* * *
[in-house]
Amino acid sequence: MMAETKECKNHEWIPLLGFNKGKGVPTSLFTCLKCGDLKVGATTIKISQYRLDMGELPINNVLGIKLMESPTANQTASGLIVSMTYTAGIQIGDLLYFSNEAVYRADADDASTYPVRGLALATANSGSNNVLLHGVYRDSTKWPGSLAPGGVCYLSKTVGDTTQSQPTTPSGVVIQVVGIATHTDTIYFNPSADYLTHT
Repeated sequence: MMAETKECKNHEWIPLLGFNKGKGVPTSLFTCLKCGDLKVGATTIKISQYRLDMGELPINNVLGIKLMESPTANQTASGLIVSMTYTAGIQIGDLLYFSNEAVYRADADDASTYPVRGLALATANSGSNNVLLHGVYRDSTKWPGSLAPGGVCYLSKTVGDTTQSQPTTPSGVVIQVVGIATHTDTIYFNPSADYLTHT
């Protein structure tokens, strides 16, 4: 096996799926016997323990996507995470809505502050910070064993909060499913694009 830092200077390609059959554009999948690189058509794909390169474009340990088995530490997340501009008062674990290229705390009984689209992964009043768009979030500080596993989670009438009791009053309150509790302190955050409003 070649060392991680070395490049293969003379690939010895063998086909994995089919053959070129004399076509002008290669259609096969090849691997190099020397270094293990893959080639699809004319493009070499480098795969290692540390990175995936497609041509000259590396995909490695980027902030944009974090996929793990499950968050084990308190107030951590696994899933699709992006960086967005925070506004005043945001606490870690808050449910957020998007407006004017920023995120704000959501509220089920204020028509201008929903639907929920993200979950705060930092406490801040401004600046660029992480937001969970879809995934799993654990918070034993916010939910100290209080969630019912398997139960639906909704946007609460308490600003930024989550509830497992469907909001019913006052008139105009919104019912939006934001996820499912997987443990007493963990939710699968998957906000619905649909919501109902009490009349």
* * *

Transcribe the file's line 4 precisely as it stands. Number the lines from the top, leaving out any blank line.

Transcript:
């Protein structure tokens, strides 16, 4: 096996799926016997323990996507995470809505502050910070064993909060499913694009 830092200077390609059959554009999948690189058509794909390169474009340990088995530490997340501009008062674990290229705390009984689209992964009043768009979030500080596993989670009438009791009053309150509790302190955050409003 070649060392991680070395490049293969003379690939010895063998086909994995089919053959070129004399076509002008290669259609096969090849691997190099020397270094293990893959080639699809004319493009070499480098795969290692540390990175995936497609041509000259590396995909490695980027902030944009974090996929793990499950968050084990308190107030951590696994899933699709992006960086967005925070506004005043945001606490870690808050449910957020998007407006004017920023995120704000959501509220089920204020028509201008929903639907929920993200979950705060930092406490801040401004600046660029992480937001969970879809995934799993654990918070034993916010939910100290209080969630019912398997139960639906909704946007609460308490600003930024989550509830497992469907909001019913006052008139105009919104019912939006934001996820499912997987443990007493963990939710699968998957906000619905649909919501109902009490009349």